It seems like people are getting the idea that the government is going to just randomly force libraries to give up their records and compile a huge database and then watch your every move.  That's patently ridiculous.  Despite the fact that a supercomputer could do the work...maybe...you still need to devote resources to tracking and following up on leads generated in this way.  There are much better indicators of possible involvement in terrorist activities than your reading habits.  Spending time and money on a library book dragnet is a waste of time.  Most stuff that you consider to be strange or exotic reading is a lot less so than you might think.  There's probably a few dozen people a day who check out Mein Kampf at the local or school libraries, and certainly more than that would would be checking out copies of the Qu'ran.  Even bomb making information or research on WMDs is fairly common, if only because it's newsworthy and people are curious.

That being said, if you do fit into a certain profile, the law does make it easier for the government to then solidify a case by checking your reading habits.     Granted, no one wants a fishing expedition into their lives, but the simple fact of the matter is that unless you're doing something interesting, the government could care less about you.  Every day, credit card companies and other groups compile more information about you than the government would dream of, then then they sell it where they can.  

Just to be clear here, I'm not saying that I agree with this provision.  In the wrong hands, it could be used for nefarious purposes.  However, as much as people want to believe in conspiracies, we don't have a nefarious government.  It is a bumbling one that steps on people at times, but there's clearly no intent to try and settle totalitarian rule on anyone.  John Ashcroft, who many dislike due to his political beliefs, is no more than someone who's a conservative who wants the authority to get his job done more easlily.  In that way, he's no different than most people who complain that they are hamstrung from being able to do their jobs.  In addition, with taxpayers afraid of terrorists lighting a fire under it's rear, law enforcement is feeling pressure from all corners to improve its detection capabilities.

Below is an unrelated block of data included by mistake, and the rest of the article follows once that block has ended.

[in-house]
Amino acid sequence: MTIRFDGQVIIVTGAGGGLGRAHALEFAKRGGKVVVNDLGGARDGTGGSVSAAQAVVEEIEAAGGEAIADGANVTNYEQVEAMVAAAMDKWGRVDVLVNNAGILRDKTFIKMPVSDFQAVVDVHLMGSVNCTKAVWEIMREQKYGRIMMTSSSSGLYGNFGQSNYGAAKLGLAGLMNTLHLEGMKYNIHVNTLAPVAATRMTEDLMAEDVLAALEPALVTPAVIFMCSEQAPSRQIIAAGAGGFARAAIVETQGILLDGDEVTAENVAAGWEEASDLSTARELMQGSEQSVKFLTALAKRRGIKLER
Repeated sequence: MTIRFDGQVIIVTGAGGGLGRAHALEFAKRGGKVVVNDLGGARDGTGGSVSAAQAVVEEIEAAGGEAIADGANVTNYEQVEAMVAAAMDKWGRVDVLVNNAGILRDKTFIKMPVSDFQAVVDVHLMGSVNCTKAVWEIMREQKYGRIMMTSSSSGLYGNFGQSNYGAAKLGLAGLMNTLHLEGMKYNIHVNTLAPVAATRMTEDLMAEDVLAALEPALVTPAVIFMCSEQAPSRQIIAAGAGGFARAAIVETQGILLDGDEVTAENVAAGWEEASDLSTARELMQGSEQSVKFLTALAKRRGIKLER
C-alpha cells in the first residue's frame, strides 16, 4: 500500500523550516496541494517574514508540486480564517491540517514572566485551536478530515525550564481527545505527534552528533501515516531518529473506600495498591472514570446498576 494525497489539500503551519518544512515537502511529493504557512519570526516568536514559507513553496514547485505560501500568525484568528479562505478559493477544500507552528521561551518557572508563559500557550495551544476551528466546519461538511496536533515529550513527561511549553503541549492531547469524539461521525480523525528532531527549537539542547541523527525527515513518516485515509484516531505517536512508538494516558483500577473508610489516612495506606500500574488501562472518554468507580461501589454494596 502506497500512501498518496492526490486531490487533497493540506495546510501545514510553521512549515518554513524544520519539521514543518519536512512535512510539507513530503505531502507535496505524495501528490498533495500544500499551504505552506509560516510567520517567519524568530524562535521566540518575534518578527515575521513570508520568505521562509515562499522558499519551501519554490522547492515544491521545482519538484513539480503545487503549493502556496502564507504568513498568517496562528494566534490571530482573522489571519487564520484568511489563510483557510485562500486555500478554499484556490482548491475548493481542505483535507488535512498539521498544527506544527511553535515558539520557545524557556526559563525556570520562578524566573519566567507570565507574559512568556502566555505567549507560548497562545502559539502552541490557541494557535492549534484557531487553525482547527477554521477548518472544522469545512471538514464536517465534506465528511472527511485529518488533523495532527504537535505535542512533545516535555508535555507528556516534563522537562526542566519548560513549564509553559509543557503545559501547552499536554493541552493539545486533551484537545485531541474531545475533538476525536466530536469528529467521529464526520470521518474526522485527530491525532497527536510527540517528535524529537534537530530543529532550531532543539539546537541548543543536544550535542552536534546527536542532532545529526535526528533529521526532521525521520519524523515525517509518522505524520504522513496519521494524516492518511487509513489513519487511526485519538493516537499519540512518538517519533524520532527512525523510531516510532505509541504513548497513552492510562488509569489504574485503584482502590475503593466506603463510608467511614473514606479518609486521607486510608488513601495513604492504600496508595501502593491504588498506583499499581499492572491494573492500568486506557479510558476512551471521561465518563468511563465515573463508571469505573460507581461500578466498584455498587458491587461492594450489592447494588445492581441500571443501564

Setting yourself to instinctively mistrust the government is a poor idea, because it makes its job that much harder, and consequently, causes it to increase it's efforts to gain powers to make up for the shortfall in citizen cooperation.  While being in love with the government is a rather facsist image, making an effor to try and understand and work with it is the best way to see that you are both protected by the government and from the worst extremes of government.  In this case, defining an arrangement that tempers the powers of the Patriot Act, while maximizing the effectiveness of the remainder would be my solution.  However, my fear is that there will be an over-reaction one way or the other.  It's very important that this not happen.
I can picture in my mind a world without war, a world without hate. And I can picture us attacking that world, because they'd never expect it. - Jack Handey

#18 Kosh

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Posted 27 April 2003 - 07:42 AM

Quote

Setting yourself to instinctively mistrust the government is a poor idea, because it makes its job that much harder, and consequently, causes it to increase it's efforts to gain powers to make up for the shortfall in citizen cooperation. While being in love with the government is a rather facsist image, making an effor to try and understand and work with it is the best way to see that you are both protected by the government and from the worst extremes of government.

From The Bay of Pigs, to the Warren Report, to the Veitnam War, to Water Gate, to the deal to Pardon Nixion, (Carter's presidency was somewhat inept, by honest), to Iran Contra, no real big complaints with 41, Take your pick with Clinton, The American government hasn't had the respect of the citizens for a long time. It's not the method that bothers me, as much as making it all legal, and shoving it through Congress and Senate.
Can't Touch This!!

#19 Banapis

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Posted 27 April 2003 - 08:01 AM

Uncle Sid, on Apr 27 2003, 04:26 AM, said:

While the Patriot Act, like many acts generated in response to an emergency, has some provisions that can cause problems, I really think that getting the impression that you are somehow in danger of government action is silly.